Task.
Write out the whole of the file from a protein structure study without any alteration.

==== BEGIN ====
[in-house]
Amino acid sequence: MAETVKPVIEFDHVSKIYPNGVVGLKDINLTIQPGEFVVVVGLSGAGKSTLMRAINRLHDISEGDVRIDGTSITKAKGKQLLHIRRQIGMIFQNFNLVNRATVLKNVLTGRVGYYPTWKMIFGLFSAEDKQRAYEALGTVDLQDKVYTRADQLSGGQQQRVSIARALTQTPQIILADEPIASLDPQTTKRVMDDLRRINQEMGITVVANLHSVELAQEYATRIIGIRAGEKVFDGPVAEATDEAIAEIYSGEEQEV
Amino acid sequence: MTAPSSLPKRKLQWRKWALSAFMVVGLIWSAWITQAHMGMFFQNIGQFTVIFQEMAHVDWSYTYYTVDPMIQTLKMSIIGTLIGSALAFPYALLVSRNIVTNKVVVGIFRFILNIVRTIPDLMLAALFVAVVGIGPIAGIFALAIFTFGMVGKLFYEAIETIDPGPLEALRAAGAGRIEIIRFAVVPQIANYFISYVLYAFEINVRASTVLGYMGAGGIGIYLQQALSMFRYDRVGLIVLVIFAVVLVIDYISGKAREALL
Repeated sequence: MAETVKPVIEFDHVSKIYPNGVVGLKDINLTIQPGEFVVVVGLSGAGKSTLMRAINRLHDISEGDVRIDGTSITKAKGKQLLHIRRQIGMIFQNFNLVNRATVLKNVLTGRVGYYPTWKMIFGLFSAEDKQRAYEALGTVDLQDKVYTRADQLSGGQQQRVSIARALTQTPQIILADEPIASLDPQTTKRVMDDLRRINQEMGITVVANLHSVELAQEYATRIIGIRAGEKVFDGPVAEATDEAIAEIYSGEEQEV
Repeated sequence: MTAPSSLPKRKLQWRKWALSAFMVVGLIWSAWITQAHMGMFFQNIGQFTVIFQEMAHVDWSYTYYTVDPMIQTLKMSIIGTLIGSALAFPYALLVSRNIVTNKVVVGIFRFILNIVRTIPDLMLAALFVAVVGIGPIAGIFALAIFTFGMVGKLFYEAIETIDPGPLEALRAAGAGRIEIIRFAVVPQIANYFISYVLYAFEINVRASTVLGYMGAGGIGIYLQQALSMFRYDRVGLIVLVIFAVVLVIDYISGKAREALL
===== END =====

[in-house]
Amino acid sequence: MAETVKPVIEFDHVSKIYPNGVVGLKDINLTIQPGEFVVVVGLSGAGKSTLMRAINRLHDISEGDVRIDGTSITKAKGKQLLHIRRQIGMIFQNFNLVNRATVLKNVLTGRVGYYPTWKMIFGLFSAEDKQRAYEALGTVDLQDKVYTRADQLSGGQQQRVSIARALTQTPQIILADEPIASLDPQTTKRVMDDLRRINQEMGITVVANLHSVELAQEYATRIIGIRAGEKVFDGPVAEATDEAIAEIYSGEEQEV
Amino acid sequence: MTAPSSLPKRKLQWRKWALSAFMVVGLIWSAWITQAHMGMFFQNIGQFTVIFQEMAHVDWSYTYYTVDPMIQTLKMSIIGTLIGSALAFPYALLVSRNIVTNKVVVGIFRFILNIVRTIPDLMLAALFVAVVGIGPIAGIFALAIFTFGMVGKLFYEAIETIDPGPLEALRAAGAGRIEIIRFAVVPQIANYFISYVLYAFEINVRASTVLGYMGAGGIGIYLQQALSMFRYDRVGLIVLVIFAVVLVIDYISGKAREALL
Repeated sequence: MAETVKPVIEFDHVSKIYPNGVVGLKDINLTIQPGEFVVVVGLSGAGKSTLMRAINRLHDISEGDVRIDGTSITKAKGKQLLHIRRQIGMIFQNFNLVNRATVLKNVLTGRVGYYPTWKMIFGLFSAEDKQRAYEALGTVDLQDKVYTRADQLSGGQQQRVSIARALTQTPQIILADEPIASLDPQTTKRVMDDLRRINQEMGITVVANLHSVELAQEYATRIIGIRAGEKVFDGPVAEATDEAIAEIYSGEEQEV
Repeated sequence: MTAPSSLPKRKLQWRKWALSAFMVVGLIWSAWITQAHMGMFFQNIGQFTVIFQEMAHVDWSYTYYTVDPMIQTLKMSIIGTLIGSALAFPYALLVSRNIVTNKVVVGIFRFILNIVRTIPDLMLAALFVAVVGIGPIAGIFALAIFTFGMVGKLFYEAIETIDPGPLEALRAAGAGRIEIIRFAVVPQIANYFISYVLYAFEINVRASTVLGYMGAGGIGIYLQQALSMFRYDRVGLIVLVIFAVVLVIDYISGKAREALL